The Great Blue Hole lies 100 km off the coast of Belize in Central America.
A world heritage site of the UNESCO, the Great Blue Hole is part of the Belize Barrier Reef Reserve System. It is round in shape with a distinct colour measuring 300m across and 108m in depth.
The Great Blue Hole, which was once an island, is a result of the geological factors at play. Few thousand years ago during the ice age, the sea level was much lower. Limestone rocks were found below the island, which dissolved in rain and groundwater. Over a period of time, this process formed hollow places or caves below the earth’s surface.
In due course, the roof of the cave became so thin that it crumpled creating a vast sink hole. When the ice age ended, glaciers melted and sea levels rose. As a result, the entire cave system beneath flooded.
This sinkhole, when viewed from above, has a dark blue tinge because of its depth. It can be easily distinguished in contrast to the shallow aqua blue water of its surroundings. The stalactites and stalagmites are huge and measure 9 to 12m in length.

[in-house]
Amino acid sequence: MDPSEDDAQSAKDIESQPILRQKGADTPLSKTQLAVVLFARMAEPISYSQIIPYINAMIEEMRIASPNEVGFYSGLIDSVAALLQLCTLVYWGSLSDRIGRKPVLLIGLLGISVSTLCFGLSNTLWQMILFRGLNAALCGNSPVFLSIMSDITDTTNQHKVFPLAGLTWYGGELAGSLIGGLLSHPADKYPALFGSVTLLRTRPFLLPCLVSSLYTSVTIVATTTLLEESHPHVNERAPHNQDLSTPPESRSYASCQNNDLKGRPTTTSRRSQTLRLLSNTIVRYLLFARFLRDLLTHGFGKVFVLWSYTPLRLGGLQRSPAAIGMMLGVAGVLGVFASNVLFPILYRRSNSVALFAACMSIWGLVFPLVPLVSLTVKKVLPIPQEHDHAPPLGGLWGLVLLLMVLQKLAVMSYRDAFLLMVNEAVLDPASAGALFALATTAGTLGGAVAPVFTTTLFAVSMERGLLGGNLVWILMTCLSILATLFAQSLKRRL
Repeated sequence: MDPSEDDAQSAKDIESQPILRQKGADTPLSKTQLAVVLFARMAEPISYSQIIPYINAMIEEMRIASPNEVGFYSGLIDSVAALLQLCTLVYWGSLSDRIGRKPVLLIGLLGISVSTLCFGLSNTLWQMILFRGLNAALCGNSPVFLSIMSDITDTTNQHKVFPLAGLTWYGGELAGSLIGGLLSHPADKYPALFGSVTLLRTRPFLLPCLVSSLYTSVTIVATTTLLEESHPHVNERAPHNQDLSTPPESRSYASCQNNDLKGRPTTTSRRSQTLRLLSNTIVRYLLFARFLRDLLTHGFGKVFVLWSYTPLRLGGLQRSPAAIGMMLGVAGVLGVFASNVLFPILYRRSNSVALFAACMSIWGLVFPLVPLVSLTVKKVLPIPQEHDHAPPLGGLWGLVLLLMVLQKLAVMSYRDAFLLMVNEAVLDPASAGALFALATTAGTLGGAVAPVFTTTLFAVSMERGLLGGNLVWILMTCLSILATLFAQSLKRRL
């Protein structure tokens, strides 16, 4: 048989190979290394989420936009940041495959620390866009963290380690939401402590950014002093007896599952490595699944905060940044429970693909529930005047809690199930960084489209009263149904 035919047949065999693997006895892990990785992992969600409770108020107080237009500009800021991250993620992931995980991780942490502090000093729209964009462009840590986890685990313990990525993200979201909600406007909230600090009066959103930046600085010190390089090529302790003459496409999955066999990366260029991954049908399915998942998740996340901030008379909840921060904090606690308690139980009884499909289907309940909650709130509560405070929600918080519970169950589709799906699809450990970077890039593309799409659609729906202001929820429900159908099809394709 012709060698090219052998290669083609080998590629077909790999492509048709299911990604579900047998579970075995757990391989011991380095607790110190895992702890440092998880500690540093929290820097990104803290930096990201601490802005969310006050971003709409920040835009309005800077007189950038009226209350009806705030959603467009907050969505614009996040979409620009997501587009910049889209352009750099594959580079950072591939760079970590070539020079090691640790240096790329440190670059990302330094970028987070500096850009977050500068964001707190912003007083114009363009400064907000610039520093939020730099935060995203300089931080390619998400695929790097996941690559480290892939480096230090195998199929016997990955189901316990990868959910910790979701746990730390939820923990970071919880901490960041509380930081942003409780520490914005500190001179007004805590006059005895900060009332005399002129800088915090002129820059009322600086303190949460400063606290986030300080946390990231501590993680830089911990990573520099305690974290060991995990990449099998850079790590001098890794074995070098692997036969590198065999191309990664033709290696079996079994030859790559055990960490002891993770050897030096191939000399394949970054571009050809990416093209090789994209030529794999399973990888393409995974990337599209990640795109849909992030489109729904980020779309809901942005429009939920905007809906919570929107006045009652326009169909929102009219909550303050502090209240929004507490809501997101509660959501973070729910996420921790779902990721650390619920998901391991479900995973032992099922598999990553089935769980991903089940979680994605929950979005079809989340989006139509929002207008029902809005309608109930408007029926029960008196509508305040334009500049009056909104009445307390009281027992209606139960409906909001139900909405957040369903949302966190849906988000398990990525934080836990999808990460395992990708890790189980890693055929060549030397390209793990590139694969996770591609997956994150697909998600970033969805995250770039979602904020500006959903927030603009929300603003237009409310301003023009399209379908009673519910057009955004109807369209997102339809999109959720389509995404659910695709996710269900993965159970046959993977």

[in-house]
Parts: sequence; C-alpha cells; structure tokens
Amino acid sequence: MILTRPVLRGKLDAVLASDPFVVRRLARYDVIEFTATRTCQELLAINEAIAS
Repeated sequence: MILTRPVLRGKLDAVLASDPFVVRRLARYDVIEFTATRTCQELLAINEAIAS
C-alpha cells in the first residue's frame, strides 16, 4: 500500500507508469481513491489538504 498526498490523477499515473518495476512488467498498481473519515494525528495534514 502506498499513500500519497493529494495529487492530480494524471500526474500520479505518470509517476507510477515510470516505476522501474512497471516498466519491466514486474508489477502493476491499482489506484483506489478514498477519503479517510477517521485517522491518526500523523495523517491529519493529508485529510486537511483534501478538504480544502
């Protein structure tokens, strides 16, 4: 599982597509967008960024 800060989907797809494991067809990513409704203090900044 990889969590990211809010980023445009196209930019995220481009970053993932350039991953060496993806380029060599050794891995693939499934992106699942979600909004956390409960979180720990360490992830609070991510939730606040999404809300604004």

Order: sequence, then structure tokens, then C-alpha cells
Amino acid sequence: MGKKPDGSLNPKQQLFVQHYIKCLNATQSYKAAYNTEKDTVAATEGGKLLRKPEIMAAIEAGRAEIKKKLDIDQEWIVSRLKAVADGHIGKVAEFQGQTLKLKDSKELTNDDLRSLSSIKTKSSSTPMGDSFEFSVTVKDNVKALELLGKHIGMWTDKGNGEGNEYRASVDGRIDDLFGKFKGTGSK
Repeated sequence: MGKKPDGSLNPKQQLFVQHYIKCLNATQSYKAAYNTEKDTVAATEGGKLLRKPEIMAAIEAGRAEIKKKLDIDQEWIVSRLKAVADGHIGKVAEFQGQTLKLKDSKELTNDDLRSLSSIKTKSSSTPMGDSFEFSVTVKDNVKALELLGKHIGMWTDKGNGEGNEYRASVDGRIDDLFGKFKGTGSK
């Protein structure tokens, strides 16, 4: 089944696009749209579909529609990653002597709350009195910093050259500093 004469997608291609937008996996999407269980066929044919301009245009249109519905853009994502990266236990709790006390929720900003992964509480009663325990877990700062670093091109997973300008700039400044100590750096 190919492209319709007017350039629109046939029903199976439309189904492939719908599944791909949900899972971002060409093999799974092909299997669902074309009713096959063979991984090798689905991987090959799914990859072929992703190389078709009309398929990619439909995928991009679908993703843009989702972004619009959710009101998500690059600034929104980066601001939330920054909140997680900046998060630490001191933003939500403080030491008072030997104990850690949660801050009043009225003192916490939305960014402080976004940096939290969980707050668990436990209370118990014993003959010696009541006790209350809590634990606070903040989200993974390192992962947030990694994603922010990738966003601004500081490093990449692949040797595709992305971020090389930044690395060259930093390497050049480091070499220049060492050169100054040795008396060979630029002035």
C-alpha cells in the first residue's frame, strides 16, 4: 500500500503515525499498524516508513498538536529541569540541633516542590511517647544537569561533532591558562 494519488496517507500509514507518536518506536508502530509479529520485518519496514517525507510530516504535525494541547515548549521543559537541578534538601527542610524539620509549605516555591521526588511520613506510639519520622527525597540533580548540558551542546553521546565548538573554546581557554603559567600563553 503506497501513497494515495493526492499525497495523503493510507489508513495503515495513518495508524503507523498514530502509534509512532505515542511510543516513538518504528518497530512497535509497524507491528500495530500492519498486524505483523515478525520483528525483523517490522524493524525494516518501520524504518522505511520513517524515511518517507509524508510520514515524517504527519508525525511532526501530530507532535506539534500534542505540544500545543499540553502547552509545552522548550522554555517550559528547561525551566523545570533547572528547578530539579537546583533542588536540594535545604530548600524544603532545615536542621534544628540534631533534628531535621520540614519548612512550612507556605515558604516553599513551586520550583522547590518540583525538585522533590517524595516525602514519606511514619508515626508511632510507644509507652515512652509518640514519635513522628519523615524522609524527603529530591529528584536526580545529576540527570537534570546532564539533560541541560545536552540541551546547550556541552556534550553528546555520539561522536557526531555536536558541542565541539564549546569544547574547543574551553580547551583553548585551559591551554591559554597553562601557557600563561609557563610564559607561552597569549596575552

The Great Blue Hole is deep and considered as one of the top 10 best diving spots in the world. Since the Great Blue Hole lies close to the centre of the Lighthouse Reef, sea kayaking and snorkelling to view the coral reef is an attraction. The Lighthouse ring-shaped reef houses open-water fish and parrot fish. You might also catch a glimpse of the hawksbill turtle and stingrays.
The Great Blue Hole is not the only sinkhole in the world. The Dean’s Blue Hole close to Clarence town on Long Island in Bahamas is the world’s deepest sinkhole measuring a depth of 200m.
On the coast of the Red Sea, towards the north of Dahab in Egypt is the second deepest blue hole. There have been many unsuccessful attempts by divers trying to uncover a tunnel connecting the Blue Hole of Dahab to its surrounding waters.
The Blue Hole of Gozo is only 15 metres deep and lies on the west coast of the island of Gozo in the Maltese archipelago in the Mediterranean Sea.